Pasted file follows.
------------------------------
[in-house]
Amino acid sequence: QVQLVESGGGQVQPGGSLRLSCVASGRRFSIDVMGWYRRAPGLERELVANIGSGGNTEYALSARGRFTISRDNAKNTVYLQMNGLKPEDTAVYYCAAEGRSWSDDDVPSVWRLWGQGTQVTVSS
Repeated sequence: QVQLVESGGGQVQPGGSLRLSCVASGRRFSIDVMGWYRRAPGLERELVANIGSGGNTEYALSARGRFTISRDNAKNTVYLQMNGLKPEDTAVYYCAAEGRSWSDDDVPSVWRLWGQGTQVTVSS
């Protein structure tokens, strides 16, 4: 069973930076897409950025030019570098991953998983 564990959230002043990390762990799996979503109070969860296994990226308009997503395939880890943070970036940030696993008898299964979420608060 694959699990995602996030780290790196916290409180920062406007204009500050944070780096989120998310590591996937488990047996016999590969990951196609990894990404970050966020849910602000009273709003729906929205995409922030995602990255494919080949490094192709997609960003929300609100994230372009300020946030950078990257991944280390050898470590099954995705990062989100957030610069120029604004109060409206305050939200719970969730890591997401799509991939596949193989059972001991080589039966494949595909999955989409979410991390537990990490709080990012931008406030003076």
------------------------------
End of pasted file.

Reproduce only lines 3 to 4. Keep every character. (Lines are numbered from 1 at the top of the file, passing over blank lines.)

Repeated sequence: QVQLVESGGGQVQPGGSLRLSCVASGRRFSIDVMGWYRRAPGLERELVANIGSGGNTEYALSARGRFTISRDNAKNTVYLQMNGLKPEDTAVYYCAAEGRSWSDDDVPSVWRLWGQGTQVTVSS
């Protein structure tokens, strides 16, 4: 069973930076897409950025030019570098991953998983 564990959230002043990390762990799996979503109070969860296994990226308009997503395939880890943070970036940030696993008898299964979420608060 694959699990995602996030780290790196916290409180920062406007204009500050944070780096989120998310590591996937488990047996016999590969990951196609990894990404970050966020849910602000009273709003729906929205995409922030995602990255494919080949490094192709997609960003929300609100994230372009300020946030950078990257991944280390050898470590099954995705990062989100957030610069120029604004109060409206305050939200719970969730890591997401799509991939596949193989059972001991080589039966494949595909999955989409979410991390537990990490709080990012931008406030003076």